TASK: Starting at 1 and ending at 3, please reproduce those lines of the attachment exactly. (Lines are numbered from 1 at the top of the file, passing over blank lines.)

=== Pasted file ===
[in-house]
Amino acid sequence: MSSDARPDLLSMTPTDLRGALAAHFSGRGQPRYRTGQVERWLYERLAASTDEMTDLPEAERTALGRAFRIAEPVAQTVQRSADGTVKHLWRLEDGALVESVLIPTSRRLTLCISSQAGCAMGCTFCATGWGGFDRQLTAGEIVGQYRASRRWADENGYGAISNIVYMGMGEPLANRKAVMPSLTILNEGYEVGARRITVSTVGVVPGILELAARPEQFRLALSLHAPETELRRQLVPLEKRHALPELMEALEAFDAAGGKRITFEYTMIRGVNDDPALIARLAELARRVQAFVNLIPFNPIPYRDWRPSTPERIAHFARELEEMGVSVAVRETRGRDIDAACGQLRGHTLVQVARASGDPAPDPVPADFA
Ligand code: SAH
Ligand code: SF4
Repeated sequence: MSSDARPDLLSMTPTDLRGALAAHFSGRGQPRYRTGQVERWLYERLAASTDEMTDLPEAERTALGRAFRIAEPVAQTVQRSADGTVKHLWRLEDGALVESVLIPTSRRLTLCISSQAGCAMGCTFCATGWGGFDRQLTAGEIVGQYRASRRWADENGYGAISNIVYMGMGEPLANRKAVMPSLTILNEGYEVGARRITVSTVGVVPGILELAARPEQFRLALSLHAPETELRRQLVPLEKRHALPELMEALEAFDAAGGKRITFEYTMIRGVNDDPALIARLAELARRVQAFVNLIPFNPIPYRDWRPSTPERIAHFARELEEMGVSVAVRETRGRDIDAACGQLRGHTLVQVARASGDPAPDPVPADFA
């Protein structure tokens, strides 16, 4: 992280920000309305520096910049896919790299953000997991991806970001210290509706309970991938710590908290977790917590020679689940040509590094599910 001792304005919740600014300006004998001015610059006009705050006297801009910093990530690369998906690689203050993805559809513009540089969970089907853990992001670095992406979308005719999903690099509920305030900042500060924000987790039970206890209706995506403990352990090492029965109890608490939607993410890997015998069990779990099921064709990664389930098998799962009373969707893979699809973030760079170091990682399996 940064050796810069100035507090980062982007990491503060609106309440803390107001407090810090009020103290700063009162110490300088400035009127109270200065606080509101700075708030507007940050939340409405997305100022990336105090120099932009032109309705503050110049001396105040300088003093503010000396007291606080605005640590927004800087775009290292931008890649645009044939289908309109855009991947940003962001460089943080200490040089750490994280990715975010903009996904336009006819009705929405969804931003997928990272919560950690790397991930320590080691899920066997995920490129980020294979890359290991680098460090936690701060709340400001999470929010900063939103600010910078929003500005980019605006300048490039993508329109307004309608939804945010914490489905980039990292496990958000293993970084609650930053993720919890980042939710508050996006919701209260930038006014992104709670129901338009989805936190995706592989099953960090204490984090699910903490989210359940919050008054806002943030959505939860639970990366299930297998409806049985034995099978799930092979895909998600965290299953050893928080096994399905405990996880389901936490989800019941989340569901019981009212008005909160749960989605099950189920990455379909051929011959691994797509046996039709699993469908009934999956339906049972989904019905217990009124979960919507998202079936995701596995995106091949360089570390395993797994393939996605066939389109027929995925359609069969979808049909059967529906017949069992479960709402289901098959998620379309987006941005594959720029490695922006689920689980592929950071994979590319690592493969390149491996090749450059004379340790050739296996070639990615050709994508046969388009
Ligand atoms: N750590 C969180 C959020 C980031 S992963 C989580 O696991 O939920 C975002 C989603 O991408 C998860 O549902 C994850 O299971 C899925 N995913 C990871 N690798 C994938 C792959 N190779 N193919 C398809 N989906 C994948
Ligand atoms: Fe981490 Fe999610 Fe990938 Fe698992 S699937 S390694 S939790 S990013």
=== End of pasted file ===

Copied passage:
[in-house]
Amino acid sequence: MSSDARPDLLSMTPTDLRGALAAHFSGRGQPRYRTGQVERWLYERLAASTDEMTDLPEAERTALGRAFRIAEPVAQTVQRSADGTVKHLWRLEDGALVESVLIPTSRRLTLCISSQAGCAMGCTFCATGWGGFDRQLTAGEIVGQYRASRRWADENGYGAISNIVYMGMGEPLANRKAVMPSLTILNEGYEVGARRITVSTVGVVPGILELAARPEQFRLALSLHAPETELRRQLVPLEKRHALPELMEALEAFDAAGGKRITFEYTMIRGVNDDPALIARLAELARRVQAFVNLIPFNPIPYRDWRPSTPERIAHFARELEEMGVSVAVRETRGRDIDAACGQLRGHTLVQVARASGDPAPDPVPADFA
Ligand code: SAH